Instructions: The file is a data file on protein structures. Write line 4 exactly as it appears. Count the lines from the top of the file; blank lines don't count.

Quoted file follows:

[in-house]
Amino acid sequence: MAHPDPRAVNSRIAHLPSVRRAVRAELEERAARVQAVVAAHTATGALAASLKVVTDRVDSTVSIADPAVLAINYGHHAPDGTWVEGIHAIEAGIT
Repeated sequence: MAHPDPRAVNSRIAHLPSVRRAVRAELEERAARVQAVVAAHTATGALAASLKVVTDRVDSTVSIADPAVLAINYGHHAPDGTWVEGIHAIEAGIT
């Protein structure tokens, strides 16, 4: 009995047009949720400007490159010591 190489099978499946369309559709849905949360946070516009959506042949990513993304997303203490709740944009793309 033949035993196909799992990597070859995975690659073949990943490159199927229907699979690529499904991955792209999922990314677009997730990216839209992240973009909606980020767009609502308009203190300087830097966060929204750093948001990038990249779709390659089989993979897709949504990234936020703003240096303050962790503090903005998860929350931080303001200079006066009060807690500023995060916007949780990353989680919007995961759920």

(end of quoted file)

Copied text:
């Protein structure tokens, strides 16, 4: 009995047009949720400007490159010591 190489099978499946369309559709849905949360946070516009959506042949990513993304997303203490709740944009793309 033949035993196909799992990597070859995975690659073949990943490159199927229907699979690529499904991955792209999922990314677009997730990216839209992240973009909606980020767009609502308009203190300087830097966060929204750093948001990038990249779709390659089989993979897709949504990234936020703003240096303050962790503090903005998860929350931080303001200079006066009060807690500023995060916007949780990353989680919007995961759920």